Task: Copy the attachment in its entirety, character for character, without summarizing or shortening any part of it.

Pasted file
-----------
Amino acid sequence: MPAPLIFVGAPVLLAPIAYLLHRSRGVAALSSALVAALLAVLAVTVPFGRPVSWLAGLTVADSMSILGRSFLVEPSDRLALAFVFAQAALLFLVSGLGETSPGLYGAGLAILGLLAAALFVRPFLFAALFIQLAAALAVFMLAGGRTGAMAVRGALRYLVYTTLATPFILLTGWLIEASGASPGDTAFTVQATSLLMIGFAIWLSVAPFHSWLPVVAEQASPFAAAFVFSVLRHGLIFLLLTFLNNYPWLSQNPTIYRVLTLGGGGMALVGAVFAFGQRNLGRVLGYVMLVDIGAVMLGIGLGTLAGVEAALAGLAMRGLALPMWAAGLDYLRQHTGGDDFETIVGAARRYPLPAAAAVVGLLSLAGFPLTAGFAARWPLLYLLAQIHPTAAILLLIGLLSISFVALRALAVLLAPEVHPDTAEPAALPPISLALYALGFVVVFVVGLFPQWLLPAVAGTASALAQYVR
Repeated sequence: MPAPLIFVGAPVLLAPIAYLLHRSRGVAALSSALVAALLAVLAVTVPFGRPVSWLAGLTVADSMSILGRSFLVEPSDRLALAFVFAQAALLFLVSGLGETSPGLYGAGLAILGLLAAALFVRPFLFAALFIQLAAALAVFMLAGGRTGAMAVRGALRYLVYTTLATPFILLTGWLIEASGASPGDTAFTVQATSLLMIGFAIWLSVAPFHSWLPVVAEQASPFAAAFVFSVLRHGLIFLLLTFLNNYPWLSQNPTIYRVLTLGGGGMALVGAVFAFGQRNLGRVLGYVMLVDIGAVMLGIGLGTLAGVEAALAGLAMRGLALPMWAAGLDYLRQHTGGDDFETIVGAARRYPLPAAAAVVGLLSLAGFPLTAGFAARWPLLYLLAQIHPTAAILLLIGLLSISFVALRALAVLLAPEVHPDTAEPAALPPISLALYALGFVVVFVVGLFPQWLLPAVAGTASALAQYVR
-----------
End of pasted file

Amino acid sequence: MPAPLIFVGAPVLLAPIAYLLHRSRGVAALSSALVAALLAVLAVTVPFGRPVSWLAGLTVADSMSILGRSFLVEPSDRLALAFVFAQAALLFLVSGLGETSPGLYGAGLAILGLLAAALFVRPFLFAALFIQLAAALAVFMLAGGRTGAMAVRGALRYLVYTTLATPFILLTGWLIEASGASPGDTAFTVQATSLLMIGFAIWLSVAPFHSWLPVVAEQASPFAAAFVFSVLRHGLIFLLLTFLNNYPWLSQNPTIYRVLTLGGGGMALVGAVFAFGQRNLGRVLGYVMLVDIGAVMLGIGLGTLAGVEAALAGLAMRGLALPMWAAGLDYLRQHTGGDDFETIVGAARRYPLPAAAAVVGLLSLAGFPLTAGFAARWPLLYLLAQIHPTAAILLLIGLLSISFVALRALAVLLAPEVHPDTAEPAALPPISLALYALGFVVVFVVGLFPQWLLPAVAGTASALAQYVR
Repeated sequence: MPAPLIFVGAPVLLAPIAYLLHRSRGVAALSSALVAALLAVLAVTVPFGRPVSWLAGLTVADSMSILGRSFLVEPSDRLALAFVFAQAALLFLVSGLGETSPGLYGAGLAILGLLAAALFVRPFLFAALFIQLAAALAVFMLAGGRTGAMAVRGALRYLVYTTLATPFILLTGWLIEASGASPGDTAFTVQATSLLMIGFAIWLSVAPFHSWLPVVAEQASPFAAAFVFSVLRHGLIFLLLTFLNNYPWLSQNPTIYRVLTLGGGGMALVGAVFAFGQRNLGRVLGYVMLVDIGAVMLGIGLGTLAGVEAALAGLAMRGLALPMWAAGLDYLRQHTGGDDFETIVGAARRYPLPAAAAVVGLLSLAGFPLTAGFAARWPLLYLLAQIHPTAAILLLIGLLSISFVALRALAVLLAPEVHPDTAEPAALPPISLALYALGFVVVFVVGLFPQWLLPAVAGTASALAQYVR